• Efficient filtering of low quality bases can cut down on the computational cost (memory and time)
    • User-specific, data-space specific solutions
    • No tried and true consistent approach
  • Beware that some assemblers require reads of identical length

Extensions to Velvet

Oases: de novo transcriptome assembly
How to study mRNA reads which do not map

De Brujin graphs ~ splice graphs

  • People are using next generation sequencing generally because it's cheaper.
  • Would have just one path except for alternate splicing.
  • Pavel Pevzner mentioned in 2002 that de Bruijn graphs are equivalent to splice graphs, so we can apply those algorithms developed for splice graphs to de Bruijn graphs.

Oases: Process

  • Create clusters of contigs:
    • Connecting reads
    • Connecting read pairs
    • The genetic locus should create a connected locus, cluster of contigs.
    • Sometimes one cluster gets broken into two, but works pretty well.
  • Re-implement traditional algorithms to run on graphs, instead of a reference genome
    • Greedy transitive reduction (Myers, 2005)
    • Motif searches
    • Dynamic assembly of transcripts (Lee, 2003)
      • find the path of highest weight

Oases: Output

  • Full length transcripts - handles alternative splicing.
    • With skipped exon and one artifact.
  • Transcripts from different genes - handles varying coverage levels.
  • Alternative splicing events: when possible, distinguished between common AS events.
    • Find donor and acceptor sites on or around junctions.

Oases: Results

  • Benchmarked within the RGASP competition
  • Already 100+ users, some reporting very promising results:
    • N50 = 1886 bp (Monica Britton, UC Davis)
    • 99.8% of aligned transcripts against unigene (Micha Bayer - Scottish Crop Research Institute)

Oases: results of Drosophila PE-reads

  • The number of transcripts and loci are in the ballpark of what they were expecting.
  • rl 36, k21 ins size 200
  • Map to genome ~90%

Oases: examples

  • Found an unannotated gene with 7 exons
  • Assembler has no notion of the reference genome, but still found one example that mapped very well.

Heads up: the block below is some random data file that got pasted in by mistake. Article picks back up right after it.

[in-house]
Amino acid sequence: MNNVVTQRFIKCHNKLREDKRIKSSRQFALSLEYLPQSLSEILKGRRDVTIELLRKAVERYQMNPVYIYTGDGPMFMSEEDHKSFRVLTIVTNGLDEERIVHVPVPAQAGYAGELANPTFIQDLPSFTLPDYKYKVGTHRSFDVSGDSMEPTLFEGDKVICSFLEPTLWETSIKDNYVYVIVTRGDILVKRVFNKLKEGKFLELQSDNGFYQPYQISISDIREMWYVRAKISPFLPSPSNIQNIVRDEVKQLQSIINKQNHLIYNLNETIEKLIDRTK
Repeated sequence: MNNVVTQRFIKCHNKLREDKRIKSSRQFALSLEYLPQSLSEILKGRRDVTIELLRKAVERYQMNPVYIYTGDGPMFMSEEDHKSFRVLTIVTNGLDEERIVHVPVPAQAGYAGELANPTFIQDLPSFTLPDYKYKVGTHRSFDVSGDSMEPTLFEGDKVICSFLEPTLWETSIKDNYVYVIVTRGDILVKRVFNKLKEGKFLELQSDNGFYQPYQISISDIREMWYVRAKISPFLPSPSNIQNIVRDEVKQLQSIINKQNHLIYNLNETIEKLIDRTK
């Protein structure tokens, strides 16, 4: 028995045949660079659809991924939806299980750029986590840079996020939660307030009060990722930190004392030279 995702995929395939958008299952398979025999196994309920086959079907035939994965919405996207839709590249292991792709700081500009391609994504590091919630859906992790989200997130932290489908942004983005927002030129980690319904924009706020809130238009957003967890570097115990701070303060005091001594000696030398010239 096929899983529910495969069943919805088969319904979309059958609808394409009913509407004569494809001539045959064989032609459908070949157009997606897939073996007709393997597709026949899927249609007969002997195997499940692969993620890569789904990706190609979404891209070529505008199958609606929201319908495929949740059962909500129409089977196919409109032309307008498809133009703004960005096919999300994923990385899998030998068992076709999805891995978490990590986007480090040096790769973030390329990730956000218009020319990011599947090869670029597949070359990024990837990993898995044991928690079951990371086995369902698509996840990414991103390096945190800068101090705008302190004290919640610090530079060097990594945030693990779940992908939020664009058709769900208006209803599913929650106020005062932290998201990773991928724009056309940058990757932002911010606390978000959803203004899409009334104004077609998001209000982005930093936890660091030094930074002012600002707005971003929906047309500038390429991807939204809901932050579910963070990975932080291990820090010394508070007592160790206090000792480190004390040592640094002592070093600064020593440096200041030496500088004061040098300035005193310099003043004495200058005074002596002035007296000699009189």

Mapping vs. de novo

  • Mapping
    • Many good mature tools available
    • Easy to compute
    • Simpler to analyze, comes with genetic coords
  • De novo
    • Harder than mapping
    • May require special hardware
    • No reference needed
    • Handles novel structures without a priori
  • How to get the best of both worlds?

Columbus: Velvet module

  • Solution: the reference-based de Bruijn graph
    • Just throw in the reference genome as long reads.
    • Chucking in long reads and getting short contigs.
    • Preserves the structure of the reference sequences. Not allowed to overlap with self.
      • What they wanted really was to start from a reference genome, then handle it as a little insertion.
    • Integrates alignment information (SAM, BAM file with BWA, Bowtie)
    • Edits, breaks up, reconnects, and extends the “alignment contigs” as necessary
  • Applications
    • Comparative transcriptome assembly
    • Cancer RNAseq
    • Comparative assembly

De Bruijn graph convention for next generation sequencing

  • For transcriptome, using k=21.
  • Can use reads as short as 25.
  • How many X coverage needed?
  • How many genes do you want to catch?
  • With genome, want long inserts generally.
  • With transcriptome, short inserts are more useful. They have been using 200bp tiny stuff.

After presentation

Kevin on Wednesday will be talking about:

  • Use SOLiD data for ordering and orientation of Pog contigs
  • Special purpose scripts
  • The data was so noisy
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lecture_notes/04-19-2010.txt · Last modified: 2010/04/24 07:54 by karplus